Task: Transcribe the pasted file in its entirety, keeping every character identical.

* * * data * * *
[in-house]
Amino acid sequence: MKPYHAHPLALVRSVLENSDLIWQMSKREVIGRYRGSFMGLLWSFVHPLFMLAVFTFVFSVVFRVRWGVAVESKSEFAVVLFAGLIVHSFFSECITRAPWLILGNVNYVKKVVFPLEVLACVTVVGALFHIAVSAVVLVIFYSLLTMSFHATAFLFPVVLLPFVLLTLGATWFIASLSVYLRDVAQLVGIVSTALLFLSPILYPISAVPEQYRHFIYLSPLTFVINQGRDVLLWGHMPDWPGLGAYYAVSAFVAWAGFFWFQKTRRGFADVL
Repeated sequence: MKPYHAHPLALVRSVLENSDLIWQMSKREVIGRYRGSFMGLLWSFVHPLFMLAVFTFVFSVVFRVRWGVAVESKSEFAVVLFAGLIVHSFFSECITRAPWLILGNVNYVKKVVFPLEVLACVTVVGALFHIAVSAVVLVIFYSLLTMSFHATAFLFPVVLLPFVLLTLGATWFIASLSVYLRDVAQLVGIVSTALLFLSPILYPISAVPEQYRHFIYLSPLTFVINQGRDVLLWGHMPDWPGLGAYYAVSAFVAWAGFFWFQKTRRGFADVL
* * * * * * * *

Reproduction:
[in-house]
Amino acid sequence: MKPYHAHPLALVRSVLENSDLIWQMSKREVIGRYRGSFMGLLWSFVHPLFMLAVFTFVFSVVFRVRWGVAVESKSEFAVVLFAGLIVHSFFSECITRAPWLILGNVNYVKKVVFPLEVLACVTVVGALFHIAVSAVVLVIFYSLLTMSFHATAFLFPVVLLPFVLLTLGATWFIASLSVYLRDVAQLVGIVSTALLFLSPILYPISAVPEQYRHFIYLSPLTFVINQGRDVLLWGHMPDWPGLGAYYAVSAFVAWAGFFWFQKTRRGFADVL
Repeated sequence: MKPYHAHPLALVRSVLENSDLIWQMSKREVIGRYRGSFMGLLWSFVHPLFMLAVFTFVFSVVFRVRWGVAVESKSEFAVVLFAGLIVHSFFSECITRAPWLILGNVNYVKKVVFPLEVLACVTVVGALFHIAVSAVVLVIFYSLLTMSFHATAFLFPVVLLPFVLLTLGATWFIASLSVYLRDVAQLVGIVSTALLFLSPILYPISAVPEQYRHFIYLSPLTFVINQGRDVLLWGHMPDWPGLGAYYAVSAFVAWAGFFWFQKTRRGFADVL